A comet is an icy, small, Solar System body that, when passing close to the Sun, heats up and begins to outgas.
When they are in the inner solar system, comets have a visible atmosphere, and sometimes a tail.
When they have moved back into the outer solar system, they cool, and lose their tail and atmosphere.
Size and composition
Comet nuclei range from a few hundred metres to tens of kilometres across.
The coma and tail can be millions of times larger than the solid/nucleus.
Mostly made of water ice, with some small rocky particles.
Compounds found in comets by spectrographic analysis:
Organic: C, C2, C3, CH, CN, CO, CO2, CS, HCN, CH3CN, HCO, H2CO
Inorganic: H, NH, NH2, O, OH, H2O, S, S2, NH3, NH4
Metals: Na, K, Ca, V, Mn, Fe, Co, Ni, Cu
Ions: C+, CH+, CO+, CO2+, N2+, O+, OH+, H2O+, H3O+, S+, S2+, H2S+, CS2+
Dust: silicates, organic compounds.
Visiblity from Earth
If sufficiently bright, a comet may be seen from the Earth without the aid of a telescope.
Comets have been observed and recorded since ancient times by many cultures.
Comets have a wide range of orbital periods, ranging from several years to several millions of years.
Short-period comets originate in the Kuiper belt or its associated scattered disc, which lie beyond the orbit of Neptune.
Longer-period comets are thought to originate in the Oort cloud, a spherical cloud of icy bodies extending from outside the Kuiper Belt to halfway to the next nearest star.
Long-period comets are directed towards the Sun from the Oort cloud by gravitational perturbations caused by passing stars and the galactic tide.
Number of comets
As of 2015 there are over 5,200 known comets, a number which is steadily increasing. However, this represents only a tiny fraction of the total potential comet population, as the reservoir of comet-like bodies in the outer Solar System (in the Oort cloud) is estimated to be one trillion.
Exploration of comets by spacecraft
Comets have been visited by unmanned probes such as the European Space Agency’s Rosetta, which became the first ever to land a robotic spacecraft on a comet, and NASA’s Deep Impact, which blasted a crater on Comet Tempel 1 to study its interior.
Asteroids are rocky, airless worlds that orbit our sun, but are too small to be called planets. Tens of thousands of these minor planets are gathered in the main asteroid belt, a vast doughnut-shaped ring between the orbits of Mars and Jupiter. Asteroids that pass close to Earth are called near-earth objects.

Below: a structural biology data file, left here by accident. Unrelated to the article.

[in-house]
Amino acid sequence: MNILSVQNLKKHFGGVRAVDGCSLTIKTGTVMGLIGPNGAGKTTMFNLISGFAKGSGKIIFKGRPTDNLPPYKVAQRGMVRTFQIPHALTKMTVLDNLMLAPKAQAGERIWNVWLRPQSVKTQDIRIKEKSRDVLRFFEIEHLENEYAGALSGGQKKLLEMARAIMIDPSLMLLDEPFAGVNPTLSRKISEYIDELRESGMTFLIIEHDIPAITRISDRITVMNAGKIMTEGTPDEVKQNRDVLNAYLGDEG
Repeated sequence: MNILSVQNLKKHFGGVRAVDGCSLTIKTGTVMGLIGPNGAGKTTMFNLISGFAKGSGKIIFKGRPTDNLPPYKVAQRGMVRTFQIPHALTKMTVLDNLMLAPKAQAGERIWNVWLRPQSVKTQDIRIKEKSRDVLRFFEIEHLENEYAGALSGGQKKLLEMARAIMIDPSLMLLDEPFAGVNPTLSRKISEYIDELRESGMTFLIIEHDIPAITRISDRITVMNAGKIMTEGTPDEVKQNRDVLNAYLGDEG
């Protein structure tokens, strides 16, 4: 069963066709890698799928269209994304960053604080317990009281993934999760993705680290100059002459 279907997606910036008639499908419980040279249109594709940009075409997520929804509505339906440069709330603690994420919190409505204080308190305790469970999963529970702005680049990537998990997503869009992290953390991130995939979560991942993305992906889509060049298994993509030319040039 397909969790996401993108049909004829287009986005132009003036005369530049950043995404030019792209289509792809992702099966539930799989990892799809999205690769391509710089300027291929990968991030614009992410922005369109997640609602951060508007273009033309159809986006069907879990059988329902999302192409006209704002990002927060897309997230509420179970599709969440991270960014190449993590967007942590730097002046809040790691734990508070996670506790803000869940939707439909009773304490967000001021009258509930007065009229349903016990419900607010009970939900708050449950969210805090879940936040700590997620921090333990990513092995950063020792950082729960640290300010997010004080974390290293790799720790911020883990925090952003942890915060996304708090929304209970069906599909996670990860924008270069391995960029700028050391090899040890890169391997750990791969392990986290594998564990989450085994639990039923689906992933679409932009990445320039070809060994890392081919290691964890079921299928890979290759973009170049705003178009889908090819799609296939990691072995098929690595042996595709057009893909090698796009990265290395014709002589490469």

10 Need-to-Know Things About Asteroids:
1. If all of the asteroids were combined into a ball, they would still be much smaller than Earth’s moon. If the sun were as tall as a typical front door, Earth would be the size of a nickel, the moon would be about as big as a green pea and Ceres (the largest object in the main asteroid belt) would be as small as a sesame seed.
2. Most Asteroids orbit our sun, a star, in a region of space between the orbits of Mars and Jupiter known as the Asteroid Belt.
3. Days and years vary by asteroid. A day on asteroid Ida, for example, takes only 4.6 hours (the time it takes to rotate or spin once). Ida makes a complete orbit around the sun (a year in this asteroid’s time) in 4.8 Earth years.
4. Asteroids are solid, rocky and irregular bodies.
5. Asteroids do not have atmospheres.
6. More than 150 asteroids are known to have a small companion moon (some have two moons). The first discovery of an asteroid-moon system was of asteroid Ida and its moon Dactyl in 1993.
7. One asteroid, named Chariklo, is known to have two dense and narrow rings.
8. More than 10 spacecraft have explored asteroids. NEAR Shoemaker even landed on an asteroid (Eros). The Dawn mission is the first mission to orbit (2011) a main belt asteroid (Vesta).
9. Asteroids cannot support life as we know it.
10. Ceres, the first and largest asteroid to be discovered (1801 by Giuseppe Piazzi) and the closest dwarf planet to the sun, encompasses over one-third of the estimated total mass of all the asteroids in the asteroid belt.
Sizes and shapes of asteroids
This composite image shows the comparative sizes of eight asteroids. Up until now, Lutetia, with a diameter of 81 miles (130 kilometers), was the largest asteroid visited by a spacecraft, which occurred during a flyby.
Vesta, which is also considered a protoplanet because it’s a large body that almost became a planet, dwarfs all other small bodies in this image, with its diameter sizing up at approximately 330 miles (530 kilometers).
Image credit: NASA/JPL-Caltech/JAXA/ESA
Where are the asteroids found?
Main asteroid belt
At Lagrangian points around Mars, Jupiter – the Trojans and Greeks, and around Neptune
Many asteroids are also found much further out, in the Kuiper belt; most objects in the Kuiper belt are believed to be more comet-like.